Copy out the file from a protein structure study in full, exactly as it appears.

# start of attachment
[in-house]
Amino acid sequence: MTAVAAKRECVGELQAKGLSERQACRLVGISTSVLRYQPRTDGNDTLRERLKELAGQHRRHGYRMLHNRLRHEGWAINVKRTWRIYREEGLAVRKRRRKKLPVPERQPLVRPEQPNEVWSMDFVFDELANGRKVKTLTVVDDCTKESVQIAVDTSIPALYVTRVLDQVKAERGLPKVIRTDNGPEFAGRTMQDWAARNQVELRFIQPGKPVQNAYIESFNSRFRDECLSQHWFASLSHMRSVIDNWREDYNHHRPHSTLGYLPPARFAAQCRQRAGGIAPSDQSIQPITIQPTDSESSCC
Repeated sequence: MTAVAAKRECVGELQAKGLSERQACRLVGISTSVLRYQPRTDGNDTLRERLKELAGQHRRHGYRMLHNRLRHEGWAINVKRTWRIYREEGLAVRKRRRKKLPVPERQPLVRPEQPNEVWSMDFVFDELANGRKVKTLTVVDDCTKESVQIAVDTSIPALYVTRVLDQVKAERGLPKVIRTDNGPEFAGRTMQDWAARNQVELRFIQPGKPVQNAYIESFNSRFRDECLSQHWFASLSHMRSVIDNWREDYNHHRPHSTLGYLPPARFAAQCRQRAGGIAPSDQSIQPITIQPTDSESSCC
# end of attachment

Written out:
[in-house]
Amino acid sequence: MTAVAAKRECVGELQAKGLSERQACRLVGISTSVLRYQPRTDGNDTLRERLKELAGQHRRHGYRMLHNRLRHEGWAINVKRTWRIYREEGLAVRKRRRKKLPVPERQPLVRPEQPNEVWSMDFVFDELANGRKVKTLTVVDDCTKESVQIAVDTSIPALYVTRVLDQVKAERGLPKVIRTDNGPEFAGRTMQDWAARNQVELRFIQPGKPVQNAYIESFNSRFRDECLSQHWFASLSHMRSVIDNWREDYNHHRPHSTLGYLPPARFAAQCRQRAGGIAPSDQSIQPITIQPTDSESSCC
Repeated sequence: MTAVAAKRECVGELQAKGLSERQACRLVGISTSVLRYQPRTDGNDTLRERLKELAGQHRRHGYRMLHNRLRHEGWAINVKRTWRIYREEGLAVRKRRRKKLPVPERQPLVRPEQPNEVWSMDFVFDELANGRKVKTLTVVDDCTKESVQIAVDTSIPALYVTRVLDQVKAERGLPKVIRTDNGPEFAGRTMQDWAARNQVELRFIQPGKPVQNAYIESFNSRFRDECLSQHWFASLSHMRSVIDNWREDYNHHRPHSTLGYLPPARFAAQCRQRAGGIAPSDQSIQPITIQPTDSESSCC